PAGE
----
Genesis – Turn It On: The Hits (vinyl edition)

Genesis – Turn it On Again: The Hits (Rhino)

Double-album compilation makes its vinyl debut 

Phil Collins and Genesis were hit-making machines during their heyday, from the late-Seventies to the mid-Nineties.  The drummer-turned reluctant frontman took the reins after mercurial leader Peter Gabriel left for a solo career in 1975. After a few albums that tried to mimic the progressive rock the band had originally pursued, they began adding more pop-friendly material and the results landed positively with a wide audience.

Turn it On Again chronicles most (but not all) the high points of Genesis’ career.  It originally came out on CD in 1999. This marks the first time the collection is available on vinyl.

The set leads off with the infectious “Turn it On Again,” from 1980’s Duke album, which is in a very odd time signature (13/4).  That’s a followed by the ebullient, “Invisible Touch.”  

One of the selling points of this compilation is the inclusion of single mixes and edits.  The lengthy “Mama,” off the 1984 Genesis album, benefits from the truncated, radio edit.  Rounding out side one is the politically-charged rocker, “Land of Confusion,” and the completely ridiculous “I Can’t Dance,” which really doesn’t stand up now.

Side two opens with “Follow You, Follow Me,” the band’s 1978 breakout single (peaking at #23 in the US). I’m surprised they did not use the single mix here.  That’s followed by another ballad, “Hold on My Heart,” one of the few redeeming qualities of the goofy, 1991 We Can’t Dance album.  The excellent, “ABACAB,” gets things rocking again.  This is a radio edit, that omits the lengthy jam at the end.  “In Your Wardrobe (I Know What I Like)” is one of the most-commercial of the Peter Gabriel- era (but does it really qualify as a “hit”? More on that later).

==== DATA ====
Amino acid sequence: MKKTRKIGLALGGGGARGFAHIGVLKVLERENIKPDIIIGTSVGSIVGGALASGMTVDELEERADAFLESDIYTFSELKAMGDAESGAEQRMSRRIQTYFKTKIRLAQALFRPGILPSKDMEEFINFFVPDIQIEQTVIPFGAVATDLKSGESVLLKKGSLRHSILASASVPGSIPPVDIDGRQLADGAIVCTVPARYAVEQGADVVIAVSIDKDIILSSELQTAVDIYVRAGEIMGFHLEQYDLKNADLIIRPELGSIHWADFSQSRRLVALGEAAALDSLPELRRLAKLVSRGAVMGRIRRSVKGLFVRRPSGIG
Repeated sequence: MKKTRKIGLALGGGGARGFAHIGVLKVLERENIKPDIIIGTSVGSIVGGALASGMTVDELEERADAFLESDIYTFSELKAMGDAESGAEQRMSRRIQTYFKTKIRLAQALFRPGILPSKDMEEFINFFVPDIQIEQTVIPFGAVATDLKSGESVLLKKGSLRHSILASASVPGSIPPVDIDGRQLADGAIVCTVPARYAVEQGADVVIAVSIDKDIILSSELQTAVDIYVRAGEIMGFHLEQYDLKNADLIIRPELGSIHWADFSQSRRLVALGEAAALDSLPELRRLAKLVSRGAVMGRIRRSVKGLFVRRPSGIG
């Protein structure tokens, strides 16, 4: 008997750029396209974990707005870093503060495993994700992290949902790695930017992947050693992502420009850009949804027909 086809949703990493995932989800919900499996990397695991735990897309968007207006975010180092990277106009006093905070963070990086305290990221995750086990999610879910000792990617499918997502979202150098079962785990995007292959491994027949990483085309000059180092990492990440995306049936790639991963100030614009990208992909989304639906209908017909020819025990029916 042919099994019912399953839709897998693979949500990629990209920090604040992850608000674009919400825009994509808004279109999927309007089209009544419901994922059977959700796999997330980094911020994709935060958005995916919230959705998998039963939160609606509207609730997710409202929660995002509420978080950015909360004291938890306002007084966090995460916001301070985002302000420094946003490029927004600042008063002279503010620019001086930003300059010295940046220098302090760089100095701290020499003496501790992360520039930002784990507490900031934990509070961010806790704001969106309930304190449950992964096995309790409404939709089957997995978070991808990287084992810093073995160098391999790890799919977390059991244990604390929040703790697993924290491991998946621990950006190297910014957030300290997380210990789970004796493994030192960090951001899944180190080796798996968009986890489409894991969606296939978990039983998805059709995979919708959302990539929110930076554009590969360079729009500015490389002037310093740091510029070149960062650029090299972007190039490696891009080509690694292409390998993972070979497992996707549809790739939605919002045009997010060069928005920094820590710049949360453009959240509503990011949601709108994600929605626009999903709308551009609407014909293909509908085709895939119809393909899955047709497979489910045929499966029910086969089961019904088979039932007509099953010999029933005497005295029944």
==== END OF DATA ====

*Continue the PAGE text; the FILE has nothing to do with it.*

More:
Side three starts with “No Son of Mine.”  It had been a long time since I’d heard this one, and it sounded good.  That’s followed by a heavily-edited (thankfully), “Tonight, Tonight, Tonight” (originally a 9-minute piece from Invisible Touch, shortened to a more palatable 4:30)  Next, is one of their best ballads, “In Too Deep.”  “Congo,” from 1997, was an ill-fated attempt to carry on without Collins with new vocalist Ray Wilson.  It’s a weak song, and it sounds out of place amongst all these much stronger tracks.

Side four begins with another throw away single, “Jesus He Knows Me” – it’s just not a terribly great song.  No Genesis video got more airplay on MTV than “That’s All”; the mid-tempo track still sounds fantastic.  “Misunderstanding” is one of Genesis’ best rockers – one of many songs Collins’ wrote about his deteriorating marriage.  Then comes  “Throwing It All Away,” another decent ballad off Invisible Touch.  

The real treat of the entire collection is an entirely new recording of “The Carpet Crawlers” (dubbed “The Carpet Crawlers 1999”) featuring all original members, including Gabriel.  He and Collins share lead vocals on this new version, which actually gives the song a fresh coat of paint.

Subtitling this collection “The Hits” is an odd decision. There’s so many “hits” not on here – the biggest one being the horn-driven, “No Reply at All.”  But, “Man on the Corner,” “Paperlate,” “Illegal Alien,” “Taking It All Too Hard,” and “Never a Time” are all curiously left off.

This new analog edition is pressed on clear, “Invisible Touch” vinyl.  The inner sleeves have the credits for each song on one side and a collage of fragments of many of their album covers on the other.

By choosing two of the most accessible Peter Gabriel tracks, and most of the Phil Collins highlights, the Hits is a good distillation of the entire career of Genesis, one of the most successful bands of the classic rock era.  It’s good to finally have it available on vinyl  —Tony Peters